Petitioners insistence that it must be the MTC which should order them to vacate the property serves no other purpose but to delay their ejectment therefrom. It will only unduly prevent respondent Baroro from taking immediate possession of the land. Public policy dictates that when a judgment becomes final and executory, the prevailing party should not be denied the fruits of her victory by some subterfuge devised by the losing party.[26]

Finally, petitioners contention that the writ of execution must be voided for want of notice and hearing is utterly baseless. Records of the case show that a copy of respondent Baroros motion for execution was served to then counsel on record of the petitioners and a hearing on the motion was held.[27] They cannot complain that they have not been duly notified of the motion; nor can they bewail that they were not given the chance to be heard as they had the full opportunity to ventilate their cause.

IN VIEW WHEREOF, finding no cogent reason to reverse and set aside the assailed Resolutions, the petition is DENIED for lack of merit. Treble costs against petitioners.


Panganiban, Sandoval-Gutierrez, Corona, and Carpio-Morales, JJ., concur.


*Should be the Regional Trial Court, Branch 25 of Bian, Laguna, whose decision in Civil Case No. B-3433 was the subject of the petition for annulment in the assailed Resolutions of the Court of Appeals in CA-G.R. SP No. 67557.

1 Decision, Civil Case No. 89, p. 6; Rollo, p. 45.

2 Decision, Civil Case No. B-3433, pp. 7-9; Rollo, pp. 7-10.

3 See Writ of Demolition, Rollo, p. 61.

4 Resolution, CA-G.R. SP No. 67557, p. 2; Rollo, p. 32.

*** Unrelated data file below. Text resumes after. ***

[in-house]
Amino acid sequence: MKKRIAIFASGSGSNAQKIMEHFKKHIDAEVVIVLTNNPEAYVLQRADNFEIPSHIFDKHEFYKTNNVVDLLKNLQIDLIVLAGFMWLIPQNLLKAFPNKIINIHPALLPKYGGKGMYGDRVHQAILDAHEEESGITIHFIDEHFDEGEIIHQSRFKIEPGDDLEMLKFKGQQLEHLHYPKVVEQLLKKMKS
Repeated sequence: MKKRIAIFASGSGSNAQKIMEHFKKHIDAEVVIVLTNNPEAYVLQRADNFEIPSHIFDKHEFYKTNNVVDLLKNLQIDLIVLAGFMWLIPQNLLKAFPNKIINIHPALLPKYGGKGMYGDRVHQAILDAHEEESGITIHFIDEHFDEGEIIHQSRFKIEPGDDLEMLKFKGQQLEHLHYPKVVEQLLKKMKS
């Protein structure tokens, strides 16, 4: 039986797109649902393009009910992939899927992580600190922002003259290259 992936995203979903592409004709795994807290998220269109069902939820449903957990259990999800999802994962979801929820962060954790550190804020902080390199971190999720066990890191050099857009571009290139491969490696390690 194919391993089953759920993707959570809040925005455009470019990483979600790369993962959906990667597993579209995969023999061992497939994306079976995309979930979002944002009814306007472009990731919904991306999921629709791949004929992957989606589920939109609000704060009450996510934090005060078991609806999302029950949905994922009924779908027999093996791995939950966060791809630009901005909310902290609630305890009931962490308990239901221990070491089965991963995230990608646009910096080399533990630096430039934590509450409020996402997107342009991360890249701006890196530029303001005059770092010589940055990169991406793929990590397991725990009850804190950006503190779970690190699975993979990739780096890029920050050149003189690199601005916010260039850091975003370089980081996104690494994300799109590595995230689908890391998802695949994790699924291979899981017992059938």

5 Id. at 1; Id. at 34.

6 Petition, p. 8; Id. at 17.

7 Petition for Annulment and Application For Issuance of Preliminary Injunction and/or Temporary Restraining Order, p. 1; Id. at 25.

8 Section 15, Rule 44, 1997 Rules on Civil Procedure.

9 Dosch v. NLRC, 123 SCRA 296 (1983).

10 See Reburiano v. CA, 301 SCRA 342 (1999).

11 See De Leon v. CA, 245 SCRA 166 (1995).

12 Jimenez v. Patricia, Inc., 340 SCRA 525 (2000).

13 Section 1, Rule 47, 1997 Rules on Civil Procedure.

14 Id. at Section 2.

15 Republic v. Heirs of Sanch Magdato, 340 SCRA 115 (2000).

16 Instances of collateral fraud are acts intended to keep the unsuccessful party away from the court by a false promise of a compromise, or purposely keeps him in ignorance of the suit, or where the attorney fraudulently pretends to represent a party and connives at his defeat, or corruptly sells out his clients interests.

17 I Regalado, Remedial Law Compendium, 7th Rev. Ed., 558 (1999).

18 Id. at 7.

19 See Section 19, Batas Pambansa Blg. 129, as amended.

20 See Complaint, Rollo, p. 46.

21 Javier v. Veridiano II, 237 SCRA 565 (1994).

22 Serdoncillo v. Benolirao, 297 SCRA 448 (1998).

23 Emilia v. Bado, 23 SCRA 183 (1968).

24 Ibid.

25 Banayos v. Susana Realty, Inc., 71 SCRA 557 (1976).

26 Nasser v. CA, 245 SCRA 20 (1995).

27 Comment, p. 11; Rollo, p. 75.